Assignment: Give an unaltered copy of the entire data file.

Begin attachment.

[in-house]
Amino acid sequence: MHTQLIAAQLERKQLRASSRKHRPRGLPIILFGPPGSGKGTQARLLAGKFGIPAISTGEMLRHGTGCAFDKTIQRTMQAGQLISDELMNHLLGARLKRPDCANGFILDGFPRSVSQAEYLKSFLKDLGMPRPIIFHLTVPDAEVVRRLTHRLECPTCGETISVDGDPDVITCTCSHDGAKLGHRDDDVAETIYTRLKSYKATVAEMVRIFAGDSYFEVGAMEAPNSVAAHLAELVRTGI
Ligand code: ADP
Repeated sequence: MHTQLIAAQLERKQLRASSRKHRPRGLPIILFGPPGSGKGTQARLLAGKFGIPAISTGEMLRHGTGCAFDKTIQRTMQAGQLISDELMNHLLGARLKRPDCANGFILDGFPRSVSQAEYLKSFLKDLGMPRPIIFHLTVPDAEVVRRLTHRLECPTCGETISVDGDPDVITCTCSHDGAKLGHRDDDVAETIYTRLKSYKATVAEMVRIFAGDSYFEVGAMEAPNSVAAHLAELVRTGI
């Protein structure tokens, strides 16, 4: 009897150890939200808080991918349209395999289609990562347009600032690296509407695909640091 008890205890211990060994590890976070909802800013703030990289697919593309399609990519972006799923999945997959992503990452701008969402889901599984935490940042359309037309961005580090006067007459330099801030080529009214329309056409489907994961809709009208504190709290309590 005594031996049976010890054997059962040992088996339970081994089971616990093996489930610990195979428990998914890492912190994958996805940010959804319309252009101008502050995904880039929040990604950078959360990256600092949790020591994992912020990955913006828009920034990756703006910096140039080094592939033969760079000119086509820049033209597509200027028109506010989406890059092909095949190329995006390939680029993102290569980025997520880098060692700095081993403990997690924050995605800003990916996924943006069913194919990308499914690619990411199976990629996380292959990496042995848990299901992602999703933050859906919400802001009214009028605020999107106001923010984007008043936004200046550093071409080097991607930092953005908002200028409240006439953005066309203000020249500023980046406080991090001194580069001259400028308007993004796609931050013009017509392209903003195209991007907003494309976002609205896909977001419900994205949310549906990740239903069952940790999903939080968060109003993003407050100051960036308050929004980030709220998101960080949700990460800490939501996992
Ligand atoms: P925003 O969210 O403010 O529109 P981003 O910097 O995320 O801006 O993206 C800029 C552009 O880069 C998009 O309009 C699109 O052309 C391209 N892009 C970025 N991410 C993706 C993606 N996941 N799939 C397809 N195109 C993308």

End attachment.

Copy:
[in-house]
Amino acid sequence: MHTQLIAAQLERKQLRASSRKHRPRGLPIILFGPPGSGKGTQARLLAGKFGIPAISTGEMLRHGTGCAFDKTIQRTMQAGQLISDELMNHLLGARLKRPDCANGFILDGFPRSVSQAEYLKSFLKDLGMPRPIIFHLTVPDAEVVRRLTHRLECPTCGETISVDGDPDVITCTCSHDGAKLGHRDDDVAETIYTRLKSYKATVAEMVRIFAGDSYFEVGAMEAPNSVAAHLAELVRTGI
Ligand code: ADP
Repeated sequence: MHTQLIAAQLERKQLRASSRKHRPRGLPIILFGPPGSGKGTQARLLAGKFGIPAISTGEMLRHGTGCAFDKTIQRTMQAGQLISDELMNHLLGARLKRPDCANGFILDGFPRSVSQAEYLKSFLKDLGMPRPIIFHLTVPDAEVVRRLTHRLECPTCGETISVDGDPDVITCTCSHDGAKLGHRDDDVAETIYTRLKSYKATVAEMVRIFAGDSYFEVGAMEAPNSVAAHLAELVRTGI
């Protein structure tokens, strides 16, 4: 009897150890939200808080991918349209395999289609990562347009600032690296509407695909640091 008890205890211990060994590890976070909802800013703030990289697919593309399609990519972006799923999945997959992503990452701008969402889901599984935490940042359309037309961005580090006067007459330099801030080529009214329309056409489907994961809709009208504190709290309590 005594031996049976010890054997059962040992088996339970081994089971616990093996489930610990195979428990998914890492912190994958996805940010959804319309252009101008502050995904880039929040990604950078959360990256600092949790020591994992912020990955913006828009920034990756703006910096140039080094592939033969760079000119086509820049033209597509200027028109506010989406890059092909095949190329995006390939680029993102290569980025997520880098060692700095081993403990997690924050995605800003990916996924943006069913194919990308499914690619990411199976990629996380292959990496042995848990299901992602999703933050859906919400802001009214009028605020999107106001923010984007008043936004200046550093071409080097991607930092953005908002200028409240006439953005066309203000020249500023980046406080991090001194580069001259400028308007993004796609931050013009017509392209903003195209991007907003494309976002609205896909977001419900994205949310549906990740239903069952940790999903939080968060109003993003407050100051960036308050929004980030709220998101960080949700990460800490939501996992
Ligand atoms: P925003 O969210 O403010 O529109 P981003 O910097 O995320 O801006 O993206 C800029 C552009 O880069 C998009 O309009 C699109 O052309 C391209 N892009 C970025 N991410 C993706 C993606 N996941 N799939 C397809 N195109 C993308």